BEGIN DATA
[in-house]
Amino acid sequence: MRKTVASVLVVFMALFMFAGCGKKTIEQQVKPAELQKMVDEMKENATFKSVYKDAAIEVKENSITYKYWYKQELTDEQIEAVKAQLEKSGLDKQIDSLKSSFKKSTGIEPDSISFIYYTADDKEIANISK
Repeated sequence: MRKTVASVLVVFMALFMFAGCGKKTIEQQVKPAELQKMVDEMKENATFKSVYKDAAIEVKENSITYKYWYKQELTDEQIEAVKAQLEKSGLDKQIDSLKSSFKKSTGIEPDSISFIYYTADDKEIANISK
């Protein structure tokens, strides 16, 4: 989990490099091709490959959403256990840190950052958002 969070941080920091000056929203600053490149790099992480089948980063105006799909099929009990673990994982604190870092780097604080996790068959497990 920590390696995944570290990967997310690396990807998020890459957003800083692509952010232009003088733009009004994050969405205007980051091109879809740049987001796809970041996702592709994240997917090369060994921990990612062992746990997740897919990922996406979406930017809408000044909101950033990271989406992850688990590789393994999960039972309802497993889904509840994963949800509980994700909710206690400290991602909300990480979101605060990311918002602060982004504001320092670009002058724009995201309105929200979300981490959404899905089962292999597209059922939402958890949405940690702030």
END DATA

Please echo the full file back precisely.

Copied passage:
[in-house]
Amino acid sequence: MRKTVASVLVVFMALFMFAGCGKKTIEQQVKPAELQKMVDEMKENATFKSVYKDAAIEVKENSITYKYWYKQELTDEQIEAVKAQLEKSGLDKQIDSLKSSFKKSTGIEPDSISFIYYTADDKEIANISK
Repeated sequence: MRKTVASVLVVFMALFMFAGCGKKTIEQQVKPAELQKMVDEMKENATFKSVYKDAAIEVKENSITYKYWYKQELTDEQIEAVKAQLEKSGLDKQIDSLKSSFKKSTGIEPDSISFIYYTADDKEIANISK
């Protein structure tokens, strides 16, 4: 989990490099091709490959959403256990840190950052958002 969070941080920091000056929203600053490149790099992480089948980063105006799909099929009990673990994982604190870092780097604080996790068959497990 920590390696995944570290990967997310690396990807998020890459957003800083692509952010232009003088733009009004994050969405205007980051091109879809740049987001796809970041996702592709994240997917090369060994921990990612062992746990997740897919990922996406979406930017809408000044909101950033990271989406992850688990590789393994999960039972309802497993889904509840994963949800509980994700909710206690400290991602909300990480979101605060990311918002602060982004504001320092670009002058724009995201309105929200979300981490959404899905089962292999597209059922939402958890949405940690702030």